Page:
Bathing beauties

On a recent trip to Phillip Island a friend and I were treated to the comical sight of a group of young Cape Barren Geese bathing in a shallow puddle.



Cape Barren Goose (Cereopsis novaehollandiae)
1/2000, f/8.0, ISO 1600

Water was going everywhere as the geese immersed as much of themselves as possible in the puddle. The ducking and splashing birds looked as though they were thoroughly enjoying the process of cleaning themselves and reducing the number of parasites living among their feathers.



Cape Barren Goose (Cereopsis novaehollandiae)
1/1250, f/8.0, ISO 800


There are four birds in the image above, all spreading their feathers in the puddle. From observation I’ve noted that adult birds have red irises and juveniles have brown irises. I thought I’d do some research on this before publishing Bathing beauties and have been surprised to find all kinds of different information, including the suggestion that male birds have brown eyes. That was easy to check by referring to an earlier lirralirra post showing a pair of geese mating, which clearly shows that both adult birds have red eyes. So I’ll stick with my observations but am interested to hear if anyone has more information about this; I was particularly hoping to find out when their eyes become red. I’m guessing it would be at the end of their first year as most birds I see have lost their pale juvenile plumage and have red eyes, but it’d be good to know for sure.

A couple of years ago some of my Cape Barren Goose images were used as part of a post graduate research project, if all else fails I’ll see if the researcher studied anything to do with the colour of eyes as well as ceres.




Cape Barren Goose (Cereopsis novaehollandiae)
1/800, f/6.3, ISO 800


After bathing comes the careful preening to ensure their feathers are kept in pristine condition.




Cape Barren Goose (Cereopsis novaehollandiae)
1/800, f/6.3, ISO 800


I think the image above is particularly sweet, almost swan-like.

Cape Barren Geese breed on offshore islands in Tasmania and southern Australia where they can stay all year as they are able to drink salty and brackish water. These geese mate for life with the male predominantly building the nest and lining it with down, while the female incubates the eggs. It’s great that the species has made a comeback from their endangered status but they are still listed as rare in South Australia and vulnerable in Victoria and NSW. If you’re visiting an island where they live, please be extra careful on the roads as they often graze on the new shoots that come up when roadside edges have been mown.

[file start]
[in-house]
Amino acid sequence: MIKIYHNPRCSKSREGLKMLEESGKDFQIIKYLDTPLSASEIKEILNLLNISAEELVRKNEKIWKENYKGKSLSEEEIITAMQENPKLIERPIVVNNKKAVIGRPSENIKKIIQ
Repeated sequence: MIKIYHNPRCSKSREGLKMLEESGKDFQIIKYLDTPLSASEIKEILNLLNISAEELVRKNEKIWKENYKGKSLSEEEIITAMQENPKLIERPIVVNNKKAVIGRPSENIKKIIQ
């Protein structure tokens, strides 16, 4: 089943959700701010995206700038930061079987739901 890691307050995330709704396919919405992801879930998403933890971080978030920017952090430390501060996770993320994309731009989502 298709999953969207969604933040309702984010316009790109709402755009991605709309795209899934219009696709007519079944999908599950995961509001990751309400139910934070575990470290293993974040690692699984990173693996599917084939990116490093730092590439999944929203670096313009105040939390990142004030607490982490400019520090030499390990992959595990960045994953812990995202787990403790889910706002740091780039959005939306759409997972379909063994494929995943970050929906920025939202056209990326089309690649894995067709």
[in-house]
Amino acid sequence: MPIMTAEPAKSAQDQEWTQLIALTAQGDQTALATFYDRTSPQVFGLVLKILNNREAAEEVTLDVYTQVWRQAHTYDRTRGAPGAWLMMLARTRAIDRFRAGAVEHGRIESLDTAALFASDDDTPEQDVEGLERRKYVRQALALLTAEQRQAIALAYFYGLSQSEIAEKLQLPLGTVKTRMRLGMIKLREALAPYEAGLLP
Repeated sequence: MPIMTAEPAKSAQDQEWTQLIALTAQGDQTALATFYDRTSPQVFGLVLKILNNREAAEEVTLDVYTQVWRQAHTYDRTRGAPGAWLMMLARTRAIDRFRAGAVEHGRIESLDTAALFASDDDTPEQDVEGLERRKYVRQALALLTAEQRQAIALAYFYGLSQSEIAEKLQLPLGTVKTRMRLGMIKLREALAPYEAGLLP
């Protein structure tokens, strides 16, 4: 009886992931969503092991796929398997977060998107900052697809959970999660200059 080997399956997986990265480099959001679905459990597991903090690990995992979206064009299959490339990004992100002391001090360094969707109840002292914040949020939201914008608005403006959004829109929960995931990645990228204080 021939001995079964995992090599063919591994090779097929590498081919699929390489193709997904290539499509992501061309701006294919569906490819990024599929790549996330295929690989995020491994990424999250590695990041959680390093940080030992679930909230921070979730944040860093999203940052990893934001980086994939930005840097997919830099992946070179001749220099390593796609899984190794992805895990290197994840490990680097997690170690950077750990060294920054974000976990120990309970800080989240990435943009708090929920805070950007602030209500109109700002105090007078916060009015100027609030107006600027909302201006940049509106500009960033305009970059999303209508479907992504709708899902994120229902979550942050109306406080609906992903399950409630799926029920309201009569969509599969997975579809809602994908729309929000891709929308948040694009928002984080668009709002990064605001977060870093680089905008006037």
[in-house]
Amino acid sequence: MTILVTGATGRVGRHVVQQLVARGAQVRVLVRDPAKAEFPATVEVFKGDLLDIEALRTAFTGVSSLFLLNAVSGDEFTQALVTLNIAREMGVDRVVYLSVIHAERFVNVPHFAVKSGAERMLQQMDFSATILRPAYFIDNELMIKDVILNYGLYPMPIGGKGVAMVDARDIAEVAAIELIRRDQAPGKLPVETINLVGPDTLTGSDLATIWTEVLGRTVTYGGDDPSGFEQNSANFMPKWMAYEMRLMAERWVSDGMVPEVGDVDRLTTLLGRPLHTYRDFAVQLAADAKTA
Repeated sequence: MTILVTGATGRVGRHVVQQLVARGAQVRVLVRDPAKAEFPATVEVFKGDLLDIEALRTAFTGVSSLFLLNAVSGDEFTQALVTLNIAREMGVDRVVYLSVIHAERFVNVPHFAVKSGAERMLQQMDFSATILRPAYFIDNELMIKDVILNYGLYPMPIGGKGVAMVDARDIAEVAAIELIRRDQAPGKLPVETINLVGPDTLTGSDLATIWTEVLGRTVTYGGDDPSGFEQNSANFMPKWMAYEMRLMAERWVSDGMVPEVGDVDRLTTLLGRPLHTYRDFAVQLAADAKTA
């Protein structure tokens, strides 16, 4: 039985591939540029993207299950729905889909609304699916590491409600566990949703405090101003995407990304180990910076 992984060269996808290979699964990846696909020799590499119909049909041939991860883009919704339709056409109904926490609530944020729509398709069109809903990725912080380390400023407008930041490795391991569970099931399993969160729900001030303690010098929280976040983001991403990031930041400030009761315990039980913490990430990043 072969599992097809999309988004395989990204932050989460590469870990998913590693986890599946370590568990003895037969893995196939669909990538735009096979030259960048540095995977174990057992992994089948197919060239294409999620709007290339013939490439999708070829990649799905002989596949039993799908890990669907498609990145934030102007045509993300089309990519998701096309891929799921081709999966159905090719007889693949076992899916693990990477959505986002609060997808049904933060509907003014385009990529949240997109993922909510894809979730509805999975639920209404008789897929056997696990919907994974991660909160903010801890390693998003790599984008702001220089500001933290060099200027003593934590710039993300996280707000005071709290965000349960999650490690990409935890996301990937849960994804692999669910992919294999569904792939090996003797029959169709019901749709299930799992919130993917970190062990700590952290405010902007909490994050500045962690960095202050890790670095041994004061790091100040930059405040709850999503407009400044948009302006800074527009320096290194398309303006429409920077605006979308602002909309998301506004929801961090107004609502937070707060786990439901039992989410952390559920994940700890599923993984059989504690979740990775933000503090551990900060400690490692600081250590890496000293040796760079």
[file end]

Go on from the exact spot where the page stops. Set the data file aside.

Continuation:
Thank you to everyone who has given feedback about the current exhibition, it’s great to be sharing the beauty of birds (and a couple of other critters) in such an awesome venue. I’ve repeated brief details about the exhibition below.

Happy birding, Kim


~ thank you for visiting and commenting

~ if you would like to join the subscribers who receive a weekly email letting them know when lirralirra has been updated please use the ‘subscribe’ box above right


Fusion – nature through the lens:

Kim is an award winning ethical bird photographer, Greg is an image architect and Joy Phillips is a storyteller.


Mont de Lancey Historic Homestead, 71 Wellington Road, Wandin North  03 5964 2088


Saturday 12 November to Sunday 11 December 2016
Open Wednesdays to Sundays, 10am – 4pm


6 comments to Bathing beauties

Leave a Reply

You can use these HTML tags

<a href="" title=""> <abbr title=""> <acronym title=""> <b> <blockquote cite=""> <cite> <code> <del datetime=""> <em> <i> <q cite=""> <s> <strike> <strong>